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"Buenos dias", "buenas noches" -- this was the first words in a foreign language I heard in my life, as a three-year old boy growing up in developing post-war Western Germany, where the first gastarbeiters had arrived from Spain. Fascinated by the strange sounds, I tried to get to know some more languages, the only opportunity being TV courses of English and French -- there was no foreign language education for pre-teen school children in Germany yet in those days. Read more



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What is English? And Why Should We Care?

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To find some answers Tim Machan explores the language's present and past, and looks ahead to its futures among the one and a half billion people who speak it. His search is fascinating and important, for definitions of English have influenced education and law in many countries and helped shape the identities of those who live in them.


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Academic Paper


Title: Dialect change?
Author: Jenny Nilsson
Institution: Institutet för språk och folkminnen
Linguistic Field: Sociolinguistics
Abstract: The project Dialect Levelling in West Sweden focuses on the dialect situation in the first decade of the 21st century compared with the dialects spoken in the same region in the 1940s–1960s. Seventy teenagers participating in group interviews have been recorded and their use of phonological and morphological variables has been analysed. Comparisons with data recorded in the same region by The Institute of Language and Folklore in 1940–1960 show that dialect levelling is under way. It seems that the population of this area no longer speak a traditional dialect. An important issue, however, is how much the traditional dialects have actually changed, and to what extent the method for collecting data affects the answer. In the mid-20th century, the praxis within Swedish dialectology for selecting informants was to find as old and rural dialect speakers as possible to represent a specific region, and the purpose was that of documenting the dialect as a linguistic system. Today, however, many studies select informants based on speaker variables, because the aim is to document the (i.e. who uses what linguistic variants when), rather than the traditional dialect as a linguistic system. Thus, there is a distinct difference between a linguistic interest and a sociolinguistic one. In this paper I suggest that it is critical when discussing dialect change to observe this very methodological change. In order to illustrate this, the use of dialect variants by two informants recorded in 1948 is compared with the use of dialect variants by three informants recorded in 2007 and 2008. The informants are all from around a small rural village located approximately 70 km from Gothenburg in West Sweden. This is an area where a specific variety of West Swedish has been spoken. By comparing these individuals, the concept of dialect change is problematized.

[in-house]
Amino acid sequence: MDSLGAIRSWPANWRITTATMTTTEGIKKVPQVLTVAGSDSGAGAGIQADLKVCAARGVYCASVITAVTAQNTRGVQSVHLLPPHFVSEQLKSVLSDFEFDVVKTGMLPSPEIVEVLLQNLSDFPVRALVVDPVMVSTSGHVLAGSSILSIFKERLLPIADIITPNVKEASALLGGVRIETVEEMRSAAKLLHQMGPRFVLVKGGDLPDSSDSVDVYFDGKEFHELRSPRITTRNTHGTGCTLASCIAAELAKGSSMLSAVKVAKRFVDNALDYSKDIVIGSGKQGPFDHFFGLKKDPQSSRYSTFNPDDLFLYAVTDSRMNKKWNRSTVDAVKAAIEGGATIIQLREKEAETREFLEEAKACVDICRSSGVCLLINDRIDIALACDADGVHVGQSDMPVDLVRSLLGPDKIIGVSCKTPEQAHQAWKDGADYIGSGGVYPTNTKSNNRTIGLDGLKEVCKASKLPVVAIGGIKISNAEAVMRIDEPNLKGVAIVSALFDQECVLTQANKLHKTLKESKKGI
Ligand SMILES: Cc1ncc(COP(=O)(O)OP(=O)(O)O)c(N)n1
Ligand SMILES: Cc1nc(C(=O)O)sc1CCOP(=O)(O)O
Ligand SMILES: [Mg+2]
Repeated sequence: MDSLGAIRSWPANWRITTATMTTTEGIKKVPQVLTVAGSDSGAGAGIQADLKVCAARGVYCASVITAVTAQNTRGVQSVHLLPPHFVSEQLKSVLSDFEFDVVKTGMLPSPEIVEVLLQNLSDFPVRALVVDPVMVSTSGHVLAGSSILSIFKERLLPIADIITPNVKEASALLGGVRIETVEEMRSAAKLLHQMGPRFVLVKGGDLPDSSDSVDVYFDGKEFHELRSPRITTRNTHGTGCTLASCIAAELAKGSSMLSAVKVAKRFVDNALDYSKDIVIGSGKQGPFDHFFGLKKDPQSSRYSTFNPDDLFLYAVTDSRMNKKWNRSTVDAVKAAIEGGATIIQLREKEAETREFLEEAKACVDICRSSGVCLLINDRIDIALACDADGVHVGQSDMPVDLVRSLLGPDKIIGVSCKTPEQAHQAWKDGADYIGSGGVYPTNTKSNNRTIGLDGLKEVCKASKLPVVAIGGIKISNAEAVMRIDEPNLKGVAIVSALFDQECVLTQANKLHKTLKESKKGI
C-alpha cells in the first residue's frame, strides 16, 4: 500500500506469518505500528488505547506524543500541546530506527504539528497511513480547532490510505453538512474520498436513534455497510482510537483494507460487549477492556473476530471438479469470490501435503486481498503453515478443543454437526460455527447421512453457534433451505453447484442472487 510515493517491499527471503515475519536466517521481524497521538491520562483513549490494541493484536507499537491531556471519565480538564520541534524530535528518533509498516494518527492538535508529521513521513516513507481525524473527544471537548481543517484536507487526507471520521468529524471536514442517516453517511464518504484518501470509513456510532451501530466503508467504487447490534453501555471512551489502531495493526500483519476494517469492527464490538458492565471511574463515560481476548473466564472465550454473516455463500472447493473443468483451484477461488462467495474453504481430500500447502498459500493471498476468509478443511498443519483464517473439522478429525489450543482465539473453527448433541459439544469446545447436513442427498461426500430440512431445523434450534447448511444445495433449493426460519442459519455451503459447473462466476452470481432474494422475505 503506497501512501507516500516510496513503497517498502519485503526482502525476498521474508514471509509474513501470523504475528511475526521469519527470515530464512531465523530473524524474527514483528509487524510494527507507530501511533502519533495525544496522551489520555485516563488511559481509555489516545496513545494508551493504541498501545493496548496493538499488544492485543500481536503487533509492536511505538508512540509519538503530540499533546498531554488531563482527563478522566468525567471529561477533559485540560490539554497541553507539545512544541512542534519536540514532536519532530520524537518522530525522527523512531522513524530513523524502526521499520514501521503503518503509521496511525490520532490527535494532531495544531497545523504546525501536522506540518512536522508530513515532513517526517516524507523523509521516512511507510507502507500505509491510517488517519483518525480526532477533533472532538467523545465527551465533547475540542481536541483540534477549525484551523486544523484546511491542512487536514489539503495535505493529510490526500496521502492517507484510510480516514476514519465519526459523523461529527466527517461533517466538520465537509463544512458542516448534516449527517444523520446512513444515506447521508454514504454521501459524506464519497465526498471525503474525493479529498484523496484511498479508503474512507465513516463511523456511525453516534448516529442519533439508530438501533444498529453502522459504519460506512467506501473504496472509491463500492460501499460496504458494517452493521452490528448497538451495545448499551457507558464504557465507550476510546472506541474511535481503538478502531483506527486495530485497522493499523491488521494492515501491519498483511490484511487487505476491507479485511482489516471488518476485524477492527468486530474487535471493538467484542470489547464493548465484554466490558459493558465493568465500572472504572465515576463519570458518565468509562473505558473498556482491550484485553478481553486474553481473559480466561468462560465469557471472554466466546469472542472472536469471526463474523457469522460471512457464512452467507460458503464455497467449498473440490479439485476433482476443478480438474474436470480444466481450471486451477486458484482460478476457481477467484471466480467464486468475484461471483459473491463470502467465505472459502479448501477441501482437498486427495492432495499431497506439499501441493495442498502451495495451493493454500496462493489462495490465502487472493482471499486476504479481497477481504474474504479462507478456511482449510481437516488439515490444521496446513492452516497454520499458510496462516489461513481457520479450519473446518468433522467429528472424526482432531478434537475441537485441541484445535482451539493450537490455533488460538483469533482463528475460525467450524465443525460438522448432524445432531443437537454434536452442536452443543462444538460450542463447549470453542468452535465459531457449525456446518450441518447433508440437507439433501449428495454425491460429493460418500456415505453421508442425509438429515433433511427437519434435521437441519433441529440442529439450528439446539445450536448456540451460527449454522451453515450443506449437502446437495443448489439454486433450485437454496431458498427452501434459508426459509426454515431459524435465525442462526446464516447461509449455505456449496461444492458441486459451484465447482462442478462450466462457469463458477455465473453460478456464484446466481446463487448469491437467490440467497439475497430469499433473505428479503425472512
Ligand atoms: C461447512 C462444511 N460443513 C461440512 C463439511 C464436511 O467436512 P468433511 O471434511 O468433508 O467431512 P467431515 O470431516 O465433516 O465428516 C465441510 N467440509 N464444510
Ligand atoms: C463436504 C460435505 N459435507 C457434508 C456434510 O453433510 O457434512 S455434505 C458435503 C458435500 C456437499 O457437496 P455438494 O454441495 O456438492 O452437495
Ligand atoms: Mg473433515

CUP at LINGUIST

This article appears in Nordic Journal of Linguistics Vol. 32, Issue 2, which you can read on Cambridge's site or on LINGUIST .



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